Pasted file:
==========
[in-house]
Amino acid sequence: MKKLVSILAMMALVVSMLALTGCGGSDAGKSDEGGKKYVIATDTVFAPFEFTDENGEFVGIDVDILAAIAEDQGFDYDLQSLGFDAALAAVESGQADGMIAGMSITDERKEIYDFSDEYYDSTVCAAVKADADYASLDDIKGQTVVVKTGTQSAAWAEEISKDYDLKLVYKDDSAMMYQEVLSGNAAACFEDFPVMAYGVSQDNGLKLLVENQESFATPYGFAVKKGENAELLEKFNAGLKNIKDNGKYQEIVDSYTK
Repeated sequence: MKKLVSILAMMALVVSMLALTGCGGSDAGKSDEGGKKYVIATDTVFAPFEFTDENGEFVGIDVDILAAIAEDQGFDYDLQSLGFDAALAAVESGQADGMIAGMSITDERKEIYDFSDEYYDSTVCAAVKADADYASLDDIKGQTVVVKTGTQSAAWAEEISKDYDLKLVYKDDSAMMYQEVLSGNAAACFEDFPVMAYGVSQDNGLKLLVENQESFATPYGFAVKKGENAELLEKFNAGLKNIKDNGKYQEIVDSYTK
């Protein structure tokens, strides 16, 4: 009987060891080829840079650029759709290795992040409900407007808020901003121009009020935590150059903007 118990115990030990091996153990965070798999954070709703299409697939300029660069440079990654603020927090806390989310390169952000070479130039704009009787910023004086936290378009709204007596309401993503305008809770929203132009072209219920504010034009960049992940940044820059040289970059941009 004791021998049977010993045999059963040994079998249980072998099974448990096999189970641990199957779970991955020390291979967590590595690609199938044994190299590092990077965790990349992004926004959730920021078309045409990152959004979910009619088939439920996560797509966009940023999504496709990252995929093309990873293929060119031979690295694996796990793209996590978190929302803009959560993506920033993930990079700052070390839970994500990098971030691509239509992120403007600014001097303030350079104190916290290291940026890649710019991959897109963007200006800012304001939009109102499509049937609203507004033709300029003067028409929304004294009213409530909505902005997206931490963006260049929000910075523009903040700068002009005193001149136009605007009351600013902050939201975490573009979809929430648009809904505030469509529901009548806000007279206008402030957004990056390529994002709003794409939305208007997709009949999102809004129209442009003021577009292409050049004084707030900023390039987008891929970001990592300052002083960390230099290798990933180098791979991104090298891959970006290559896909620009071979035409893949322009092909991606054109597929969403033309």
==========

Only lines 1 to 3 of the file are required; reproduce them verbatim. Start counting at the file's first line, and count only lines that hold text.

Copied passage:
[in-house]
Amino acid sequence: MKKLVSILAMMALVVSMLALTGCGGSDAGKSDEGGKKYVIATDTVFAPFEFTDENGEFVGIDVDILAAIAEDQGFDYDLQSLGFDAALAAVESGQADGMIAGMSITDERKEIYDFSDEYYDSTVCAAVKADADYASLDDIKGQTVVVKTGTQSAAWAEEISKDYDLKLVYKDDSAMMYQEVLSGNAAACFEDFPVMAYGVSQDNGLKLLVENQESFATPYGFAVKKGENAELLEKFNAGLKNIKDNGKYQEIVDSYTK
Repeated sequence: MKKLVSILAMMALVVSMLALTGCGGSDAGKSDEGGKKYVIATDTVFAPFEFTDENGEFVGIDVDILAAIAEDQGFDYDLQSLGFDAALAAVESGQADGMIAGMSITDERKEIYDFSDEYYDSTVCAAVKADADYASLDDIKGQTVVVKTGTQSAAWAEEISKDYDLKLVYKDDSAMMYQEVLSGNAAACFEDFPVMAYGVSQDNGLKLLVENQESFATPYGFAVKKGENAELLEKFNAGLKNIKDNGKYQEIVDSYTK